Mercy was offer'd when they saw his gore; Whereon he stood,and fix'd his levell’d gun, Too late for life, but not too late to die, Dark as a sullen cloud before the sun. With though a hostile hand to close his eye.

A limb was broken, and he droop'd along

The crag, as doth a falcon reft of young. The boat drew nigh, well arm'd, and firm The sound revived him, or appear'd to wake

the crew

Some passion which a weakly gesture spake; To act whatever Duty bade them do; He beckon'd to the foremost who drew nigh, Careless of danger, as the onward Wind But, as they near’d, he rear'd his weapon ls of the leaves it strews, nor looks behind :

highAnd yet perhaps they rather wish'd to go His last ball had been aim'd, but from his Against a nation's than a native foe,

breast And felt that this poor victim of self-will, He tore the topmost button of his vest, Briton no more,had once been Britain's still. Down the tube dash'd it, levelled, fired, They hail'd him to surrender--no reply ;

and smiled Their arms were poised, and glittered in As his foe fell; then, like a serpent, coil'd

the sky,

His wounded, weary form, to where the steep They hail'd again - no answer; yet once more Look'd desperate as himself along the deep; They offered quarter louder than before. Cast one glance back, and clench'd his The echoes only, from the rock’s rebound,

hand, and shook Took their last farewell of the dying sound. His last rage 'gainst the earth which he Then flashed the flint, and blazed the vol

forsook; leying flame, Then plunged: the rock below received And the smoke rose between them and their

like glass aim,

His body crush'd into one gory mass, While the rock rattled with the bullets' With scarce a shred to tell of human form,

knell,

Or fragment for the sea-bird or the worm; Which peald in vain, and flatten'd as they A fair-haird scalp, besmear’d with blood fell;

and weeds, Then flew the only answer to be given Yet reek'd, the remnant of himself and deeds; By those who had lost all hope in earth or Some splinters of his weapons (to the last,

heaven.

As long as hand could hold, he held them fast) After the first fierce peal, as they pulla Yet glitter'd, but at distance-hurld away

nigher,

To rust beneath the dew and dashing spray. They heard the voice of Christian shout, The rest was nothing --save a life mis-spent,

"Now fire!" And soul - but who shall answer where it And ere the word upon the echo died,

went?
Two fell; the rest assail'd the rock's rough 'Tis ours to bear, not judge the dead; and

they
And, furious at the madness of their foes, Who doom to hell,themselves are on the way,
Disdain'd all further efforts, save to close. Unless these bullies of eternal pains
But steep the crag, and all without a path, Are pardon'd their bad hearts for their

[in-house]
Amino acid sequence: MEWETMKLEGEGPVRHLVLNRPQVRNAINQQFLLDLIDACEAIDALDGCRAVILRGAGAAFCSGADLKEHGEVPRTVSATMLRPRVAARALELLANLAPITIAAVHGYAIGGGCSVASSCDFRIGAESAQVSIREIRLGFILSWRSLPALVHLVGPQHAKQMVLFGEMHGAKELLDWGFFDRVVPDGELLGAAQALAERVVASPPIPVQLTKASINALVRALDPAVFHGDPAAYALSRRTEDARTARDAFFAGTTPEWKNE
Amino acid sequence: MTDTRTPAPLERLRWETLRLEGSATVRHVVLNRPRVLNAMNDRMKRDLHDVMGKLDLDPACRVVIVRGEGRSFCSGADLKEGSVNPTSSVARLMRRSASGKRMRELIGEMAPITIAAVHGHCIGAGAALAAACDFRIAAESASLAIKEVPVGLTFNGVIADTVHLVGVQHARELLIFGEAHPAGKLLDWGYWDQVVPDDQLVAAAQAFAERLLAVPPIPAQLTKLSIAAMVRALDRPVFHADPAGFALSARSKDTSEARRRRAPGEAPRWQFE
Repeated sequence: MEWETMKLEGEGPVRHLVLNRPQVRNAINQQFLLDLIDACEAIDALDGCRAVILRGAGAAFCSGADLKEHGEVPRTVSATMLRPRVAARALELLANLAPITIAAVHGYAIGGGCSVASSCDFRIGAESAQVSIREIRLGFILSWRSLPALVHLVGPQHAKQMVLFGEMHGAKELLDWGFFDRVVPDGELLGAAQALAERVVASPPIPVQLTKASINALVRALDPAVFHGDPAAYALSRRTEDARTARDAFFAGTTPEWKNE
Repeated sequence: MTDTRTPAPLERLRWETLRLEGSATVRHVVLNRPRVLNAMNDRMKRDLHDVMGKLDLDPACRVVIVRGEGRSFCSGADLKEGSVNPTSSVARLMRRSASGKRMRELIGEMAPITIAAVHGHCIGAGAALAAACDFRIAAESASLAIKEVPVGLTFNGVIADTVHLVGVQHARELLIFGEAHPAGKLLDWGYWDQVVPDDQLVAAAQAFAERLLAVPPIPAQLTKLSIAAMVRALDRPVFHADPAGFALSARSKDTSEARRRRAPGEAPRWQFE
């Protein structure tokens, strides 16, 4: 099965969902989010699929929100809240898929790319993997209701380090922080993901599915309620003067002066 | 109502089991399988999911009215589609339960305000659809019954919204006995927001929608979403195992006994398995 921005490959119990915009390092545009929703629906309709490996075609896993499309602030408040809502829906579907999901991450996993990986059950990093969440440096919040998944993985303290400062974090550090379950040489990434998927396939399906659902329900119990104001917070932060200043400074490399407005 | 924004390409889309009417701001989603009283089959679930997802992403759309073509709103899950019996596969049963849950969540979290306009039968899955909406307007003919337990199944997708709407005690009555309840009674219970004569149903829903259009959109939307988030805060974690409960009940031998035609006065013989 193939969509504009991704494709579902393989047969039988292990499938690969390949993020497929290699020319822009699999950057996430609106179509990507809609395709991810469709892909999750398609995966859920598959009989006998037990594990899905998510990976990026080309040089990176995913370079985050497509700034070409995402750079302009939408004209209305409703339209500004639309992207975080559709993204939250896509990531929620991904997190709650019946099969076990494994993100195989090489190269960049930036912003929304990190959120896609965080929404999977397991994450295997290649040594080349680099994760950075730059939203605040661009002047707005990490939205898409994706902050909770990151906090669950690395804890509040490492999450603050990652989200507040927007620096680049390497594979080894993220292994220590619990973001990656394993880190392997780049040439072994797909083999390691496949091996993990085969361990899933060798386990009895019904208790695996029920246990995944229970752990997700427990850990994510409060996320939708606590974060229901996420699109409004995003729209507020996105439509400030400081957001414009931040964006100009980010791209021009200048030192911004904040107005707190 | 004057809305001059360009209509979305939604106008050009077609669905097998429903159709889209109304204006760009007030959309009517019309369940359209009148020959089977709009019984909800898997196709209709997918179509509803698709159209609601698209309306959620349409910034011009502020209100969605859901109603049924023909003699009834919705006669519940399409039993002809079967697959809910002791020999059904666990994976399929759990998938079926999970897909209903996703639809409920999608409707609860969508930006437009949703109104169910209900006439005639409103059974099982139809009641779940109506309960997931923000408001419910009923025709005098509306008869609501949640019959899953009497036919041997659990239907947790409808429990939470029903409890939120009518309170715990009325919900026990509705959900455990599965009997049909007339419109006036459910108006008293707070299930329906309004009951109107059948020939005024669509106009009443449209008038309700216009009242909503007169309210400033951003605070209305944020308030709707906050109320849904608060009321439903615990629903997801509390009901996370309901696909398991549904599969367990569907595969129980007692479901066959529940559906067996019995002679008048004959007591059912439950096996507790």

Each step opposed a bastion to their wrath;

worse brains. While, placed 'midst clefts the least acces

sible, Which Christian's eye was train’d to mark The deed was over! All were gone or ta'en,

full well,

The fugitive, the captive, or the slain. The three maintain'd a strife which must Chain'd on the deck, where once, a gallant not yield,

crew,
In spots where eagles might have chosen They stood with honour, were the wretched
to build.

few
Their every shot told;while the assailant fell, Survivors of the skirmish on the isle;
Dash'd on the shingles like the limpet shell; But the last rock left no surviving spoil.
But still enough survived, and mounted still, Cold lay they where they fell, and welter-
Scattering their numbers here and there,

ing,
until

While o'er them flapp'd the sea-birds' dewy Surrounded and commanded, though not nigh

wing, Enough for seizure, near enough to die, Now wheeling nearer from the neighThe desperate trio held aloof their fate

bouring surge,

side,

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And screaming high their harsh and hungry Swam round the rock, to where a shallow dirge:

cleft But calm and careless heaved the wave Hid the canoe that Negha there had left

below,

Drifting along the tide, without an oar, Eternal with unsympathetic flow;

That eve the strangers chased them from Far o'er its face the dolphins sported on,

the shore; And sprung the flying-fish against the sun, But when these vanish'd, she pursued her Till its dried wing relapsed from its brief

prow, height,

Regain'd, and urged to where they found To gather moisture for another flight.

it now: Nor ever did more Love and Joy embark,

Than now was wafted in that slender ark. 'Twas morn; and Neuha, who by dawn